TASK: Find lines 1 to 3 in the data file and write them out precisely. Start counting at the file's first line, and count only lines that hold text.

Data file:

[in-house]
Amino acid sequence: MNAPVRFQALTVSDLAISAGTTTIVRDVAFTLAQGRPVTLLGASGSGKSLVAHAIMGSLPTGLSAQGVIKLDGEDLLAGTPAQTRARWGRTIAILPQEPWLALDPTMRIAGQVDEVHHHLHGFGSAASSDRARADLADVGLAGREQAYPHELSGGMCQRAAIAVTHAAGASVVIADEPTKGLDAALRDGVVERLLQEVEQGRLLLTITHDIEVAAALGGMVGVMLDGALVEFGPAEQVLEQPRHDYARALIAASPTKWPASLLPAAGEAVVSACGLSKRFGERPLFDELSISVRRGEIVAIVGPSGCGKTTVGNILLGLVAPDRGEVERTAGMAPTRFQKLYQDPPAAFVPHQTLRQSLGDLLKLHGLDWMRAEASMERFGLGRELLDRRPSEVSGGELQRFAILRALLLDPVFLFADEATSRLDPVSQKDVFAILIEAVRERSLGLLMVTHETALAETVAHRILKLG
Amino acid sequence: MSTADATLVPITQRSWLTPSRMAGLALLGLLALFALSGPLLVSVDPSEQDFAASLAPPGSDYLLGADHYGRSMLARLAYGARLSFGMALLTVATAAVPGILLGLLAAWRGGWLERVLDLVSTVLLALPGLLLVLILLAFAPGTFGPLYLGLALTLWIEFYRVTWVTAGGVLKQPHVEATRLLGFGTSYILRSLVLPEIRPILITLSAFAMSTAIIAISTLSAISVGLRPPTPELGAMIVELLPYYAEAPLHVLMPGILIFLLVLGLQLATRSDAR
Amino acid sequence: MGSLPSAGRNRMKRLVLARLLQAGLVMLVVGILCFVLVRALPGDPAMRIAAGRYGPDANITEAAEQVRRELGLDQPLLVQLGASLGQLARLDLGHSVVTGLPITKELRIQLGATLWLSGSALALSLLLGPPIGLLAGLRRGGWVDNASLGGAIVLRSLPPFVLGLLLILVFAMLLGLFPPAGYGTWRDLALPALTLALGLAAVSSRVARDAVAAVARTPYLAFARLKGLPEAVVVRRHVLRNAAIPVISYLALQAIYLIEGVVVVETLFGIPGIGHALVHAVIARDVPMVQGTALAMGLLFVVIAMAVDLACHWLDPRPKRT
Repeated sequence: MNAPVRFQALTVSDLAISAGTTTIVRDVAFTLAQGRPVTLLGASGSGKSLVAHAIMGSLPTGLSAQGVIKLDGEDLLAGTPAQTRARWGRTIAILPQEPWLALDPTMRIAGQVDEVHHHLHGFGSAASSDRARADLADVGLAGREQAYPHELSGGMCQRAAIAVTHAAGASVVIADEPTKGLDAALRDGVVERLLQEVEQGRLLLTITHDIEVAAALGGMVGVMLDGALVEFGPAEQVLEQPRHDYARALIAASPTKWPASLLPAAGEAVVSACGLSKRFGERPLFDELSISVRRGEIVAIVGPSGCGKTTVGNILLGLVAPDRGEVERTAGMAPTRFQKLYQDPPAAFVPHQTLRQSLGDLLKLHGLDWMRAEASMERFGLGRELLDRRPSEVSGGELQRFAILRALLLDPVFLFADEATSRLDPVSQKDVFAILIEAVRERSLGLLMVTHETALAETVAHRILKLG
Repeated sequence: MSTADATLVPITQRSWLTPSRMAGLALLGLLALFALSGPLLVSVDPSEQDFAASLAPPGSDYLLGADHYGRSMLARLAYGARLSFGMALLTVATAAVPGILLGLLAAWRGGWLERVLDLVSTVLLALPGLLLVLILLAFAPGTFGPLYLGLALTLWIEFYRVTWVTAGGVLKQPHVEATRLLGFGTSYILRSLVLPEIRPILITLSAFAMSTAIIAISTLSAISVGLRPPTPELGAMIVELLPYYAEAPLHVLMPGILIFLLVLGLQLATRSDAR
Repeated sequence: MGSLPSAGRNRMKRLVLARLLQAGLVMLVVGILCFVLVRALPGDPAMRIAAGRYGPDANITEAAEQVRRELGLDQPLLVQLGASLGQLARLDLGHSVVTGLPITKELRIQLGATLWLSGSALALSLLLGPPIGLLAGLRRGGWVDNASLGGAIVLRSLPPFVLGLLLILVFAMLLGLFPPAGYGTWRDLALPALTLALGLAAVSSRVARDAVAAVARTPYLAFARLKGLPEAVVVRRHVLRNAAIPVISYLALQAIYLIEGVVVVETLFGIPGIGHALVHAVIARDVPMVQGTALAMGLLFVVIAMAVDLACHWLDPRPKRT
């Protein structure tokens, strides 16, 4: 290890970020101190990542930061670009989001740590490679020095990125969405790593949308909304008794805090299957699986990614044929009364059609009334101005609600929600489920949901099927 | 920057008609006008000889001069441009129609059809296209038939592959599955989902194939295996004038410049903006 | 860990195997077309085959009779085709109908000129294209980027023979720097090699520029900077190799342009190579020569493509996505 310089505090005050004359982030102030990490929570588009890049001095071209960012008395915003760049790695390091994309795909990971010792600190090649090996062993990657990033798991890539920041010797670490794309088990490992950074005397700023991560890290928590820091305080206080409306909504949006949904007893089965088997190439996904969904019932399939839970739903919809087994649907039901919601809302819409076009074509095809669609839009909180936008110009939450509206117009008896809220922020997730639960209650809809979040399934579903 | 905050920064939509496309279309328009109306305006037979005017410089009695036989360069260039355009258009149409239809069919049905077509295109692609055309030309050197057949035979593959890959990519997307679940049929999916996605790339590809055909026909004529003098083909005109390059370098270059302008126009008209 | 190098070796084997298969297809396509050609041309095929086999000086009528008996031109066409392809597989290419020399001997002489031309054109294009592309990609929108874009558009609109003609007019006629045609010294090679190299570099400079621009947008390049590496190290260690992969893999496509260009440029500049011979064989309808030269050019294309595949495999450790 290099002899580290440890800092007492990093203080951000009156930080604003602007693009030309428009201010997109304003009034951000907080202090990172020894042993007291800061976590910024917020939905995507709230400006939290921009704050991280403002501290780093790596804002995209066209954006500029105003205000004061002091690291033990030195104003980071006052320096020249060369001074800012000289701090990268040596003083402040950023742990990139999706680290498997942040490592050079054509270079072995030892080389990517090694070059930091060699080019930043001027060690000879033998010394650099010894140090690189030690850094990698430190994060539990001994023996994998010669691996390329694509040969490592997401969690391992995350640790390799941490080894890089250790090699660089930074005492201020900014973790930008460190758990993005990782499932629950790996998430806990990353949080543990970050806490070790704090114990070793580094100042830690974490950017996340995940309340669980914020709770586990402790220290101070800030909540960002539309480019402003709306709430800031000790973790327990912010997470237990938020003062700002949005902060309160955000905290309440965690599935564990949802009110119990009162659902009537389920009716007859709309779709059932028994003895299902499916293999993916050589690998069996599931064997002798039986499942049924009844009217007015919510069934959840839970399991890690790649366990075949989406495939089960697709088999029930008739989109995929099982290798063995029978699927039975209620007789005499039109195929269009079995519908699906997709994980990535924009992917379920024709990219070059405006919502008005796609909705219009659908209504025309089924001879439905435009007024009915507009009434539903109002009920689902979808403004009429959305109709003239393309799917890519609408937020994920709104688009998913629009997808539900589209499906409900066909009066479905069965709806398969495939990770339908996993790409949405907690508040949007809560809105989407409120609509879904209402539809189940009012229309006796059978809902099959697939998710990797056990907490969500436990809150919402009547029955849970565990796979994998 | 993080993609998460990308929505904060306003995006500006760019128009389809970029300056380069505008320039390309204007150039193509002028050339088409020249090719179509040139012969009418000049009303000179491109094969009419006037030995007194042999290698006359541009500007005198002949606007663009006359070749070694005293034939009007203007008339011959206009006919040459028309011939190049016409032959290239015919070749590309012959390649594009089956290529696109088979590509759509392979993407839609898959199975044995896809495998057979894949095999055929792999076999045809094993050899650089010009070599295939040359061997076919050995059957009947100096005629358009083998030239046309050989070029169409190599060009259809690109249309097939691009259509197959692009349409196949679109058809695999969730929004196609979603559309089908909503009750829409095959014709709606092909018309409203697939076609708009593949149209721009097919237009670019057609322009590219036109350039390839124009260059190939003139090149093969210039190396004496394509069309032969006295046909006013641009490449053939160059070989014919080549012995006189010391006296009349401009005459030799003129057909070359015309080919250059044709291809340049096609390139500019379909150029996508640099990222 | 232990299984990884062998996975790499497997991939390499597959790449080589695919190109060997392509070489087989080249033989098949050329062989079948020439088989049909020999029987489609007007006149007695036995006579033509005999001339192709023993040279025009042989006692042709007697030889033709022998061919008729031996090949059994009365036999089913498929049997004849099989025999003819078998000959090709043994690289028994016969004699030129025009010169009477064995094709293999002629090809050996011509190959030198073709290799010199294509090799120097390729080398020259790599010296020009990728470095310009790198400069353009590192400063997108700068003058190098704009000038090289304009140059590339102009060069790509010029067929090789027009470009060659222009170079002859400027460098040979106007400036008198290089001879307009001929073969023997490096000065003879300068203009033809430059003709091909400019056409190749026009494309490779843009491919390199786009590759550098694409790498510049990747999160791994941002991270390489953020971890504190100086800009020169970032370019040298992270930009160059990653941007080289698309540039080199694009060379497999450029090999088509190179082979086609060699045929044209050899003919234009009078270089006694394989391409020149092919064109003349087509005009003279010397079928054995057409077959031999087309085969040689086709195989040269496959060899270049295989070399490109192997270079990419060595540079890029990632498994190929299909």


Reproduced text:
[in-house]
Amino acid sequence: MNAPVRFQALTVSDLAISAGTTTIVRDVAFTLAQGRPVTLLGASGSGKSLVAHAIMGSLPTGLSAQGVIKLDGEDLLAGTPAQTRARWGRTIAILPQEPWLALDPTMRIAGQVDEVHHHLHGFGSAASSDRARADLADVGLAGREQAYPHELSGGMCQRAAIAVTHAAGASVVIADEPTKGLDAALRDGVVERLLQEVEQGRLLLTITHDIEVAAALGGMVGVMLDGALVEFGPAEQVLEQPRHDYARALIAASPTKWPASLLPAAGEAVVSACGLSKRFGERPLFDELSISVRRGEIVAIVGPSGCGKTTVGNILLGLVAPDRGEVERTAGMAPTRFQKLYQDPPAAFVPHQTLRQSLGDLLKLHGLDWMRAEASMERFGLGRELLDRRPSEVSGGELQRFAILRALLLDPVFLFADEATSRLDPVSQKDVFAILIEAVRERSLGLLMVTHETALAETVAHRILKLG
Amino acid sequence: MSTADATLVPITQRSWLTPSRMAGLALLGLLALFALSGPLLVSVDPSEQDFAASLAPPGSDYLLGADHYGRSMLARLAYGARLSFGMALLTVATAAVPGILLGLLAAWRGGWLERVLDLVSTVLLALPGLLLVLILLAFAPGTFGPLYLGLALTLWIEFYRVTWVTAGGVLKQPHVEATRLLGFGTSYILRSLVLPEIRPILITLSAFAMSTAIIAISTLSAISVGLRPPTPELGAMIVELLPYYAEAPLHVLMPGILIFLLVLGLQLATRSDAR